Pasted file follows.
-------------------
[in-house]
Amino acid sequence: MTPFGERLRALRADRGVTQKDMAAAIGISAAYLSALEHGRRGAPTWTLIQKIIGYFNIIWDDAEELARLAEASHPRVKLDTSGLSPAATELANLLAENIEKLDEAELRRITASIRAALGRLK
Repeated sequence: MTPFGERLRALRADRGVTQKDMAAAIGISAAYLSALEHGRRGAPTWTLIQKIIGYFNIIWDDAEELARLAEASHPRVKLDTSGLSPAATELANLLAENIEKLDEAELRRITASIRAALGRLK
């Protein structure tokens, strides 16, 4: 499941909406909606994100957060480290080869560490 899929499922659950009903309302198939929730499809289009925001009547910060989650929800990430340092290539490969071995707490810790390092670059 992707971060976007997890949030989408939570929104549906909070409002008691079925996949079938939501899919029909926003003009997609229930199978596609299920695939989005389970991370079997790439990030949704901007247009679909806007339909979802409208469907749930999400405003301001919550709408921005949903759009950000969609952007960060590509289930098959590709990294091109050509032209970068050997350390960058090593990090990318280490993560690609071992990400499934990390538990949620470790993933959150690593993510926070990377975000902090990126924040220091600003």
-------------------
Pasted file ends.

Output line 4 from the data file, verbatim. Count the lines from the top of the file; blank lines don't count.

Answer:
């Protein structure tokens, strides 16, 4: 499941909406909606994100957060480290080869560490 899929499922659950009903309302198939929730499809289009925001009547910060989650929800990430340092290539490969071995707490810790390092670059 992707971060976007997890949030989408939570929104549906909070409002008691079925996949079938939501899919029909926003003009997609229930199978596609299920695939989005389970991370079997790439990030949704901007247009679909806007339909979802409208469907749930999400405003301001919550709408921005949903759009950000969609952007960060590509289930098959590709990294091109050509032209970068050997350390960058090593990090990318280490993560690609071992990400499934990390538990949620470790993933959150690593993510926070990377975000902090990126924040220091600003």